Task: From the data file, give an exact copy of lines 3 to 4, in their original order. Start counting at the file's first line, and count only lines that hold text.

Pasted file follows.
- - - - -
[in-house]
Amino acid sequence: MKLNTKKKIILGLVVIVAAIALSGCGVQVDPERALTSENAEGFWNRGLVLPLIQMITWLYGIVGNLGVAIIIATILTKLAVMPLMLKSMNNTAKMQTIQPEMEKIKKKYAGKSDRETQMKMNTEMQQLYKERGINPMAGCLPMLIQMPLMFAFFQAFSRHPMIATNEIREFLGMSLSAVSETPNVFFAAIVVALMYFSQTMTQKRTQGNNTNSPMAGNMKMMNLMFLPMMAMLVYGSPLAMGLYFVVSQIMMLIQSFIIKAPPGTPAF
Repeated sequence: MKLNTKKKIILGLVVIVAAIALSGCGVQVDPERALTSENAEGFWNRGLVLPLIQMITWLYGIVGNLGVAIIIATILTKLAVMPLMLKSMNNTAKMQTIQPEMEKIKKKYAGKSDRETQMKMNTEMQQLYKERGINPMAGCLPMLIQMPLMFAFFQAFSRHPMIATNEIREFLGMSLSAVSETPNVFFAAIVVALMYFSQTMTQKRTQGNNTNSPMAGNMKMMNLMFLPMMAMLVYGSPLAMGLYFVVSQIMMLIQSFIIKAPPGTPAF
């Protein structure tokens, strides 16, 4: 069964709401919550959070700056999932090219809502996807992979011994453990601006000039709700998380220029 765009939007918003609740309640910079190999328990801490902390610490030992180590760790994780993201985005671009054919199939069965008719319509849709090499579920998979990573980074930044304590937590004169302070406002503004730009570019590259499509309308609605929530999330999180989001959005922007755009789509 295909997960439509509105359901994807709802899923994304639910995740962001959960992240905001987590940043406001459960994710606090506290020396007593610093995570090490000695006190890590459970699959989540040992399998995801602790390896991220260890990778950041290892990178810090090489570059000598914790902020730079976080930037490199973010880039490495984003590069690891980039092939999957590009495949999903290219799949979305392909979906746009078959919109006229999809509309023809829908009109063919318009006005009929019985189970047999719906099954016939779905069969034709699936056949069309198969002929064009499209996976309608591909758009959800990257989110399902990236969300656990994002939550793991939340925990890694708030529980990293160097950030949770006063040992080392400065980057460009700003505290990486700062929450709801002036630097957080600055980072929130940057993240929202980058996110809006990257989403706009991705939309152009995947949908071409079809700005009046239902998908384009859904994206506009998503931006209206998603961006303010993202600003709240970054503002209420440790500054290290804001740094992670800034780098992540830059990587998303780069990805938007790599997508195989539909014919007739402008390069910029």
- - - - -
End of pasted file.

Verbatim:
Repeated sequence: MKLNTKKKIILGLVVIVAAIALSGCGVQVDPERALTSENAEGFWNRGLVLPLIQMITWLYGIVGNLGVAIIIATILTKLAVMPLMLKSMNNTAKMQTIQPEMEKIKKKYAGKSDRETQMKMNTEMQQLYKERGINPMAGCLPMLIQMPLMFAFFQAFSRHPMIATNEIREFLGMSLSAVSETPNVFFAAIVVALMYFSQTMTQKRTQGNNTNSPMAGNMKMMNLMFLPMMAMLVYGSPLAMGLYFVVSQIMMLIQSFIIKAPPGTPAF
């Protein structure tokens, strides 16, 4: 069964709401919550959070700056999932090219809502996807992979011994453990601006000039709700998380220029 765009939007918003609740309640910079190999328990801490902390610490030992180590760790994780993201985005671009054919199939069965008719319509849709090499579920998979990573980074930044304590937590004169302070406002503004730009570019590259499509309308609605929530999330999180989001959005922007755009789509 295909997960439509509105359901994807709802899923994304639910995740962001959960992240905001987590940043406001459960994710606090506290020396007593610093995570090490000695006190890590459970699959989540040992399998995801602790390896991220260890990778950041290892990178810090090489570059000598914790902020730079976080930037490199973010880039490495984003590069690891980039092939999957590009495949999903290219799949979305392909979906746009078959919109006229999809509309023809829908009109063919318009006005009929019985189970047999719906099954016939779905069969034709699936056949069309198969002929064009499209996976309608591909758009959800990257989110399902990236969300656990994002939550793991939340925990890694708030529980990293160097950030949770006063040992080392400065980057460009700003505290990486700062929450709801002036630097957080600055980072929130940057993240929202980058996110809006990257989403706009991705939309152009995947949908071409079809700005009046239902998908384009859904994206506009998503931006209206998603961006303010993202600003709240970054503002209420440790500054290290804001740094992670800034780098992540830059990587998303780069990805938007790599997508195989539909014919007739402008390069910029």